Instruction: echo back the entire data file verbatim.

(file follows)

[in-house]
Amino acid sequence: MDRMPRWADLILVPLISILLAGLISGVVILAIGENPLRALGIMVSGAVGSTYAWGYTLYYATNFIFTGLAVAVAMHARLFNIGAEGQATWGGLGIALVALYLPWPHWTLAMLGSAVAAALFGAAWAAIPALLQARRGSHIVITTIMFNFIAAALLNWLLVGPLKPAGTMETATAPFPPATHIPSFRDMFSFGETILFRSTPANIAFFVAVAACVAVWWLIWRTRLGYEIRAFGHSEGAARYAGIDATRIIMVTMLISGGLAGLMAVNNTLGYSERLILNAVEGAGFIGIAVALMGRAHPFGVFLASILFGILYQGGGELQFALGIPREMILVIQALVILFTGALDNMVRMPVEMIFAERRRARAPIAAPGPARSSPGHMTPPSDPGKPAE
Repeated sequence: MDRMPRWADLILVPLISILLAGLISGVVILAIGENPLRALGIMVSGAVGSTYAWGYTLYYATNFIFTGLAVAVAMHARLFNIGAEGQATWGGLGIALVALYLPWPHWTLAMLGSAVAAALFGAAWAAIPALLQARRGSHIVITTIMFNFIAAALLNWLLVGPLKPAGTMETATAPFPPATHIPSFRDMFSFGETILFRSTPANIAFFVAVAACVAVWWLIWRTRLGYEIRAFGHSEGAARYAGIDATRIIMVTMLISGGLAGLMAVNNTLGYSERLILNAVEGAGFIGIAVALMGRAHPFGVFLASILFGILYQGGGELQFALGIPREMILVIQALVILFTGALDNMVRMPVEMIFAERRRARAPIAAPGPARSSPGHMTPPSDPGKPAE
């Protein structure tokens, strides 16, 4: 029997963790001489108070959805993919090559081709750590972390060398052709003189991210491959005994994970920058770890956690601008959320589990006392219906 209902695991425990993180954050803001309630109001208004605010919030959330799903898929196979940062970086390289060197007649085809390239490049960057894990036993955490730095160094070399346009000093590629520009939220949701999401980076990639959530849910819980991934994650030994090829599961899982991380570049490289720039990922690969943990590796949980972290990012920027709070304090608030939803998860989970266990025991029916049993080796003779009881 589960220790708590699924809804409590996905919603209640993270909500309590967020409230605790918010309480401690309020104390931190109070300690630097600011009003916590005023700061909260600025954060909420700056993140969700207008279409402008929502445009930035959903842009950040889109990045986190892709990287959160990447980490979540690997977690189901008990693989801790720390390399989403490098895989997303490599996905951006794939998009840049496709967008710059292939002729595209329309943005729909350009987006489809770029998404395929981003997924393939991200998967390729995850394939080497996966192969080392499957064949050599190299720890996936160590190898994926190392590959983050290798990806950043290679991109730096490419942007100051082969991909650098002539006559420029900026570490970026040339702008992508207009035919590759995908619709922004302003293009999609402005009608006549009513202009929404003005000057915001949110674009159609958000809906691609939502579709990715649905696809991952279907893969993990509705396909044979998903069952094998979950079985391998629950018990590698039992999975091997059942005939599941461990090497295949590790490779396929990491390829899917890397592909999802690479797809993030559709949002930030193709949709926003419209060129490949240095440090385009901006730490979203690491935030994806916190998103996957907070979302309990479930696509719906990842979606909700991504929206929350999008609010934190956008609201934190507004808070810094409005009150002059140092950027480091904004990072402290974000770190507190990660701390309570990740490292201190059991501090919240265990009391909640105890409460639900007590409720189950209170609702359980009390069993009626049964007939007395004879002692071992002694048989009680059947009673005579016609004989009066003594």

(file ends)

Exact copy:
[in-house]
Amino acid sequence: MDRMPRWADLILVPLISILLAGLISGVVILAIGENPLRALGIMVSGAVGSTYAWGYTLYYATNFIFTGLAVAVAMHARLFNIGAEGQATWGGLGIALVALYLPWPHWTLAMLGSAVAAALFGAAWAAIPALLQARRGSHIVITTIMFNFIAAALLNWLLVGPLKPAGTMETATAPFPPATHIPSFRDMFSFGETILFRSTPANIAFFVAVAACVAVWWLIWRTRLGYEIRAFGHSEGAARYAGIDATRIIMVTMLISGGLAGLMAVNNTLGYSERLILNAVEGAGFIGIAVALMGRAHPFGVFLASILFGILYQGGGELQFALGIPREMILVIQALVILFTGALDNMVRMPVEMIFAERRRARAPIAAPGPARSSPGHMTPPSDPGKPAE
Repeated sequence: MDRMPRWADLILVPLISILLAGLISGVVILAIGENPLRALGIMVSGAVGSTYAWGYTLYYATNFIFTGLAVAVAMHARLFNIGAEGQATWGGLGIALVALYLPWPHWTLAMLGSAVAAALFGAAWAAIPALLQARRGSHIVITTIMFNFIAAALLNWLLVGPLKPAGTMETATAPFPPATHIPSFRDMFSFGETILFRSTPANIAFFVAVAACVAVWWLIWRTRLGYEIRAFGHSEGAARYAGIDATRIIMVTMLISGGLAGLMAVNNTLGYSERLILNAVEGAGFIGIAVALMGRAHPFGVFLASILFGILYQGGGELQFALGIPREMILVIQALVILFTGALDNMVRMPVEMIFAERRRARAPIAAPGPARSSPGHMTPPSDPGKPAE
């Protein structure tokens, strides 16, 4: 029997963790001489108070959805993919090559081709750590972390060398052709003189991210491959005994994970920058770890956690601008959320589990006392219906 209902695991425990993180954050803001309630109001208004605010919030959330799903898929196979940062970086390289060197007649085809390239490049960057894990036993955490730095160094070399346009000093590629520009939220949701999401980076990639959530849910819980991934994650030994090829599961899982991380570049490289720039990922690969943990590796949980972290990012920027709070304090608030939803998860989970266990025991029916049993080796003779009881 589960220790708590699924809804409590996905919603209640993270909500309590967020409230605790918010309480401690309020104390931190109070300690630097600011009003916590005023700061909260600025954060909420700056993140969700207008279409402008929502445009930035959903842009950040889109990045986190892709990287959160990447980490979540690997977690189901008990693989801790720390390399989403490098895989997303490599996905951006794939998009840049496709967008710059292939002729595209329309943005729909350009987006489809770029998404395929981003997924393939991200998967390729995850394939080497996966192969080392499957064949050599190299720890996936160590190898994926190392590959983050290798990806950043290679991109730096490419942007100051082969991909650098002539006559420029900026570490970026040339702008992508207009035919590759995908619709922004302003293009999609402005009608006549009513202009929404003005000057915001949110674009159609958000809906691609939502579709990715649905696809991952279907893969993990509705396909044979998903069952094998979950079985391998629950018990590698039992999975091997059942005939599941461990090497295949590790490779396929990491390829899917890397592909999802690479797809993030559709949002930030193709949709926003419209060129490949240095440090385009901006730490979203690491935030994806916190998103996957907070979302309990479930696509719906990842979606909700991504929206929350999008609010934190956008609201934190507004808070810094409005009150002059140092950027480091904004990072402290974000770190507190990660701390309570990740490292201190059991501090919240265990009391909640105890409460639900007590409720189950209170609702359980009390069993009626049964007939007395004879002692071992002694048989009680059947009673005579016609004989009066003594």